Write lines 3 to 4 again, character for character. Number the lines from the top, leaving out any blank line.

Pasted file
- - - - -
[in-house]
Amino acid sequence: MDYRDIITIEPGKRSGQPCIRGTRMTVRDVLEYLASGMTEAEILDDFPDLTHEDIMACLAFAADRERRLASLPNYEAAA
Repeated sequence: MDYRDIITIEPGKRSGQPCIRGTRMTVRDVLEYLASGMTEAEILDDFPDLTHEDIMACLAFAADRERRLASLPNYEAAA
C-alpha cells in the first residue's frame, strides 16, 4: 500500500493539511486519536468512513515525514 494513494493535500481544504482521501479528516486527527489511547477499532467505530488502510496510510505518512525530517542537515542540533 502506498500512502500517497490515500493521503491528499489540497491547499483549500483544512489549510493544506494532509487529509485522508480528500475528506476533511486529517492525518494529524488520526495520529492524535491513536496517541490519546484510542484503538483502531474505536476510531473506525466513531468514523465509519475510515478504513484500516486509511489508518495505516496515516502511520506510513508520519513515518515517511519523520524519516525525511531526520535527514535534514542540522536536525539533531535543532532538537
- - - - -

Repeated sequence: MDYRDIITIEPGKRSGQPCIRGTRMTVRDVLEYLASGMTEAEILDDFPDLTHEDIMACLAFAADRERRLASLPNYEAAA
C-alpha cells in the first residue's frame, strides 16, 4: 500500500493539511486519536468512513515525514 494513494493535500481544504482521501479528516486527527489511547477499532467505530488502510496510510505518512525530517542537515542540533 502506498500512502500517497490515500493521503491528499489540497491547499483549500483544512489549510493544506494532509487529509485522508480528500475528506476533511486529517492525518494529524488520526495520529492524535491513536496517541490519546484510542484503538483502531474505536476510531473506525466513531468514523465509519475510515478504513484500516486509511489508518495505516496515516502511520506510513508520519513515518515517511519523520524519516525525511531526520535527514535534514542540522536536525539533531535543532532538537